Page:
was not captured atter all ; that the wily
Apache surrendered as the result of ne
gotiations with General Miles , and that
the surrender so far from being "uncon
ditional" contained express , stipulations
that he should bo sent to his family in
Florida and should not bo turned over to
the civil authorities.
This is very interesting wlion read be
tween the lines. It loaves General Miles'
"aggressive campaign , " "reversed meth
ods" and "greaser contingent" out in
the cold Held of impractical warfare to
be replaced by Crook's well tried method
of punishment followed by diplomacy.
When General Crook left Arizona after
having sent tlio wives and family of Ger-
onimo and Natchez to Fort Marion ,
Florida , ho confidently predicted that the
frightened Geronimo and his bucks would
soon bo ready to sue for peace through a
strong desire to bo with their people. Af
ter twenty weeks of bombastic declara
tions of what lie was about to do through
a "reversal" of Crook's methods , Gen
eral Miles fell back , on thn theory of his
predecessor , and as soon as ho got within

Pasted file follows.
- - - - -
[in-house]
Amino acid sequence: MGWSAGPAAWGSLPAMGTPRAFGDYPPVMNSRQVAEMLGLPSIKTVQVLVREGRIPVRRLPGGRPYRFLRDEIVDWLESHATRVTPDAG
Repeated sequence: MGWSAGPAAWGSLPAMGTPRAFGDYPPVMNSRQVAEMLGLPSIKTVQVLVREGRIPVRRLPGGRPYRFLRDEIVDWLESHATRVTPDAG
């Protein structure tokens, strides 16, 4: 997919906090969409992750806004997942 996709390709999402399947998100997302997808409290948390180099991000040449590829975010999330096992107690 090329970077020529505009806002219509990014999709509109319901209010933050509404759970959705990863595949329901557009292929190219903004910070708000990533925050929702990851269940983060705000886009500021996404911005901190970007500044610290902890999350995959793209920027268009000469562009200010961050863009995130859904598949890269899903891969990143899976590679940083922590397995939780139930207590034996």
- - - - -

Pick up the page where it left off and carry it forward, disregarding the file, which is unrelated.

negotiating distance of the Apaches made
overtures for their surrender , through In
dian scouts , which were promptly ac
cepted. This is Geronimo's story , fully
corroborated by war department ad vices.
A letter received in Washington from an
army oflicer on duty at Fort Bowie , saj-s
that Geronimo did not surrender unlil
ho had had his life assured him. Ger
onimo admits that Captain Crawford's
light broke his power in January last ,
and ho would have been glad thereafter
to have surrendered on the same terms as
those on which ho has just given himself
up to General Miles.
It looks as if General Miles' literary
bureau hadslippod a cog somewhere.
Tlio liord Mayor's Proffer.
It is to bo regretted that the kindly feel
ing shown by the lord mayor of London ,
in profl'erins : aid to the Charleston earth
quake sufferers , should have induced ex
pressions that will perhaps defeat tlio
good intentions of his lotdship and de
prive the sufferers of a considerable con
tribution to the relief of their necessities.
Certain London newspapers condemned
the proposition , on the general ground
that charity should begin at home , which
of itself might havo- been regarded as a
proper reason for objection , but when
there papers slurringly referred to the
Charleston people as beggars of "Eng
lish alms" they manifested a reprehensi
ble spirit which the popular sentiment of
this country will resent. It is understood
that it was because of these expressions
that Minister Phelps suggested to Secre
tary Hnyard that the proposed contribu
tions should not bo accepted , and if so
tha suggestion was creditable to him as an
American citi/.on. It is very likely that